‘Stop the Bleed’ effort targets St. Louis neighborhoods affected by gun violence
In St. Louis, health care workers are volunteering their time — and in some cases, their own money — to train bystanders how to control life-threatening bleeding.
The goal is simple: keep trauma victims alive long enough for them to reach a hospital.
Stop the Bleed STL offers free classes at locations throughout the greater St. Louis region, including schools, community centers and churches. The program, which is affiliated with the national Stop the Bleed campaign, focuses on areas with high rates of gun violence.
The program has reached about 1,500 people since its launch in March 2018.
Several other trauma centers in the St. Louis area offer similar programs on hospital grounds, including Mercy and DePaul Hospital.
Stop the Bleed STL co-founder Laurie Punch said they wanted to create a mobile program more accessible to residents “at high risk for gun violence.”
“There are entire parts of our medical campus dedicated to the process of treating cancer,” said Punch, a trauma surgeon at Barnes-Jewish Hospital and professor of surgery at Washington University. “But there’s no cancer that takes the lives of young black men the way bullets do.”
To connect with residents in neighborhoods with the highest rates of gun violence, Punch and her co-founders have worked to build relationships with community leaders and organizations, including Better Family Life.
“A lot of people at high risk for gun violence have some trepidation interacting with the medical system,” said Erin Andrade, a surgeon at Washington University School of Medicine and program co-founder. “We’re able to overcome that by making relationships with people who are already ‘boots-on-the-ground’ in these communities.”
Approximately 50 doctors, nurses and paramedics work as volunteer instructors, teaching residents how to control severe bleeding. Lessons include how to properly secure a tourniquet and pack a wound with gauze.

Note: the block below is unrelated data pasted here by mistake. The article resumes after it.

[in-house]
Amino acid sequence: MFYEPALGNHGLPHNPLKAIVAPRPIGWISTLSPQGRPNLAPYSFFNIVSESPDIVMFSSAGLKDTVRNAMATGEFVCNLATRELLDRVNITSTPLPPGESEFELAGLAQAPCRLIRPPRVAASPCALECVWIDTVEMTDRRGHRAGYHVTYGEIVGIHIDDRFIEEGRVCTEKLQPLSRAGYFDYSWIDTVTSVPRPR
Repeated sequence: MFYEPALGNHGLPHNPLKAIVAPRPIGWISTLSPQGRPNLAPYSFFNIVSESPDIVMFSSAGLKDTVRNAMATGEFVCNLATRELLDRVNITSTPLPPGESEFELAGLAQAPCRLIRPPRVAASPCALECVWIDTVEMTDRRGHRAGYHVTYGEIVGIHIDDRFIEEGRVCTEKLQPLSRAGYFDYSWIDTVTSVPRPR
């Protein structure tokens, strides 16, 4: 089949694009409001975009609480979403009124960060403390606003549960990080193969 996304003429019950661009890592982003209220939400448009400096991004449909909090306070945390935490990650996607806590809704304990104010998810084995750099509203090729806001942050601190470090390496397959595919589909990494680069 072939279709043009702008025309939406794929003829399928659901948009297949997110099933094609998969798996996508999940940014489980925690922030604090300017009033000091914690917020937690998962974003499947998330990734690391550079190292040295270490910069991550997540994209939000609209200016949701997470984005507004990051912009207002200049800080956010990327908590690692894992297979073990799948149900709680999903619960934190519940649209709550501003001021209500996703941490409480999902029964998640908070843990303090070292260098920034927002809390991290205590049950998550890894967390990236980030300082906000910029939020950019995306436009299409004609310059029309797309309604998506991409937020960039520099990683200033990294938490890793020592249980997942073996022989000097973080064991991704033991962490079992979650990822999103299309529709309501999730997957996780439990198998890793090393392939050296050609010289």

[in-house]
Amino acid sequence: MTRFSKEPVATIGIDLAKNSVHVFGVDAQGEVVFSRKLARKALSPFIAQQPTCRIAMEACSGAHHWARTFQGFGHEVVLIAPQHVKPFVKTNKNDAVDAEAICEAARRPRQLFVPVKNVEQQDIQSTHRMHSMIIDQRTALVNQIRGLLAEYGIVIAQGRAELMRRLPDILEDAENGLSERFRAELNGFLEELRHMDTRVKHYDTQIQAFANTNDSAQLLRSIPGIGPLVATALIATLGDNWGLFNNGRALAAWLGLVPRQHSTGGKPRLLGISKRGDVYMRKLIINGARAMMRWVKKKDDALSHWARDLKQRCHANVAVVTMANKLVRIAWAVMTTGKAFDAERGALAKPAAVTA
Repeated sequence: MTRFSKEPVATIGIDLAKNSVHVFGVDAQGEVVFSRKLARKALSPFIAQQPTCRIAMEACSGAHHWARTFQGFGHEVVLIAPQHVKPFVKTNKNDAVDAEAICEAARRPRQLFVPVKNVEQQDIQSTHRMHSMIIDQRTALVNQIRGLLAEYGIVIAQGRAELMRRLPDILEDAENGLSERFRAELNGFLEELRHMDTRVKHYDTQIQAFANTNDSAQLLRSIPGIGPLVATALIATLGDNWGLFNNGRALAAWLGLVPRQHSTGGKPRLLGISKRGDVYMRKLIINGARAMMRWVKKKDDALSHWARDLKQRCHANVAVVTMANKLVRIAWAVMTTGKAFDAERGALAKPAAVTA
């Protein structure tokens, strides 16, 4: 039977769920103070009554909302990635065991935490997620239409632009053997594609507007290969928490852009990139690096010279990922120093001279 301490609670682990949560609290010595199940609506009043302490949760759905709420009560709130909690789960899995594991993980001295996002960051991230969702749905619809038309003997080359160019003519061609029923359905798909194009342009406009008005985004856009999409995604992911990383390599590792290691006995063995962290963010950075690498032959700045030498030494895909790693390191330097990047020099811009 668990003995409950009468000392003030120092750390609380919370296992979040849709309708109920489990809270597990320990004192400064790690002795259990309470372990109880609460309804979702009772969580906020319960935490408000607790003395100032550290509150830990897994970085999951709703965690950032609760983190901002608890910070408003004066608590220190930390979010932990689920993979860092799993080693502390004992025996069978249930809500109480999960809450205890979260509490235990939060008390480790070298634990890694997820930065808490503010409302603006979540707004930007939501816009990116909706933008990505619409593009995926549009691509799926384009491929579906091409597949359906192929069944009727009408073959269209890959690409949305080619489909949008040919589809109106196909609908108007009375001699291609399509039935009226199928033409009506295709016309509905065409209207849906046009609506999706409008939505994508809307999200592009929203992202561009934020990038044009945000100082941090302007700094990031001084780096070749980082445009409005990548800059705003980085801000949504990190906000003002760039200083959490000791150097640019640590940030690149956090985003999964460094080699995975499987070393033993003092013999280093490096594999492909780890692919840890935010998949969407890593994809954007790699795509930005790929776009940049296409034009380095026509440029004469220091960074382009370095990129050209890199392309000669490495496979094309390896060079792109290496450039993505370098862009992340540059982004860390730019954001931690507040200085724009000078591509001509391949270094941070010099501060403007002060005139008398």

“During the class we’re answering questions and talking to people about their experiences,” said Wash U medical student Jane Hayes. “Gun violence seems to be the thing people want to tell us about the most in St. Louis.”
'There's no cancer that takes the lives of young black men the way bullets do.'
After teaching the class, the instructors leave each group with a trauma response kit, containing hemostatic dressing, compression bandages and a tourniquet.
Each trauma kit costs about $30 to produce.
Stop the Bleed STL has donated more than 750 kits to groups who have participated in the program since March.
Initially, Punch said, they hoped to provide a free trauma kit for every participant, but difficulties securing funding have put that goal on hold.
The program has received some external funding from Washington University and the St. Louis County Department of Public Health ReCAST project within the past several months.
Punch pays for most of the costs out-of-pocket, estimating about 80 percent of the program is self-funded. This year's total cost, which includes training material and trauma kits, has climbed into the tens of thousands of dollars.
Still, she said it’s worth it.
“I think the public should know how to do this so less people die,” Punch said. “But we also want people to discover that they’re not just victims, that they can actually save a life.”
Upcoming Stop the Bleed STL classes:
October 29: University City Public Library (6701 Delmar Blvd, University City)
November 5: Ferguson Community Center (1050 Smith Avenue, Ferguson)
November 8: THE HEIGHTS Community Center (8001 Dale Avenue, Richmond Heights)
November 17: Pilgrim Congregational Church (826 Union Blvd, St. Louis)
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